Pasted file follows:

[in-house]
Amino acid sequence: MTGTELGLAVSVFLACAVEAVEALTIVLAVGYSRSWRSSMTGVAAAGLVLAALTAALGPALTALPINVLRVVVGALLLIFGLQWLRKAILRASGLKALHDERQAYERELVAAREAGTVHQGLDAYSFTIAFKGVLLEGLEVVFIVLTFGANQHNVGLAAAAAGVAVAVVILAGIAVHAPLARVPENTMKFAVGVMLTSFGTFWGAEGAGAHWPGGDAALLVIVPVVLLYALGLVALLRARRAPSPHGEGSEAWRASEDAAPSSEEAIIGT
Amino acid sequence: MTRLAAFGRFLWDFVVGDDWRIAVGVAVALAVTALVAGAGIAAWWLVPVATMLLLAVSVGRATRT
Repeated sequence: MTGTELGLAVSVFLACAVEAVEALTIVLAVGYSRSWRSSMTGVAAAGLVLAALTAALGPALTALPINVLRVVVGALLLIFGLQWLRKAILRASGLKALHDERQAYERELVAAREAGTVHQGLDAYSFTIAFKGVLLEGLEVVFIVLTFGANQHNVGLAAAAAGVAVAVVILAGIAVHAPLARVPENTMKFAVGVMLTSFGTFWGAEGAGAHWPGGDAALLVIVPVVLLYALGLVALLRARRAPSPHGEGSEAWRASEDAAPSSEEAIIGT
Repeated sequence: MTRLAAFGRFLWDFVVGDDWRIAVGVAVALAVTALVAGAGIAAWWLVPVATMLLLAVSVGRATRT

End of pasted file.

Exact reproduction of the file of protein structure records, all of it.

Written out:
[in-house]
Amino acid sequence: MTGTELGLAVSVFLACAVEAVEALTIVLAVGYSRSWRSSMTGVAAAGLVLAALTAALGPALTALPINVLRVVVGALLLIFGLQWLRKAILRASGLKALHDERQAYERELVAAREAGTVHQGLDAYSFTIAFKGVLLEGLEVVFIVLTFGANQHNVGLAAAAAGVAVAVVILAGIAVHAPLARVPENTMKFAVGVMLTSFGTFWGAEGAGAHWPGGDAALLVIVPVVLLYALGLVALLRARRAPSPHGEGSEAWRASEDAAPSSEEAIIGT
Amino acid sequence: MTRLAAFGRFLWDFVVGDDWRIAVGVAVALAVTALVAGAGIAAWWLVPVATMLLLAVSVGRATRT
Repeated sequence: MTGTELGLAVSVFLACAVEAVEALTIVLAVGYSRSWRSSMTGVAAAGLVLAALTAALGPALTALPINVLRVVVGALLLIFGLQWLRKAILRASGLKALHDERQAYERELVAAREAGTVHQGLDAYSFTIAFKGVLLEGLEVVFIVLTFGANQHNVGLAAAAAGVAVAVVILAGIAVHAPLARVPENTMKFAVGVMLTSFGTFWGAEGAGAHWPGGDAALLVIVPVVLLYALGLVALLRARRAPSPHGEGSEAWRASEDAAPSSEEAIIGT
Repeated sequence: MTRLAAFGRFLWDFVVGDDWRIAVGVAVALAVTALVAGAGIAAWWLVPVATMLLLAVSVGRATRT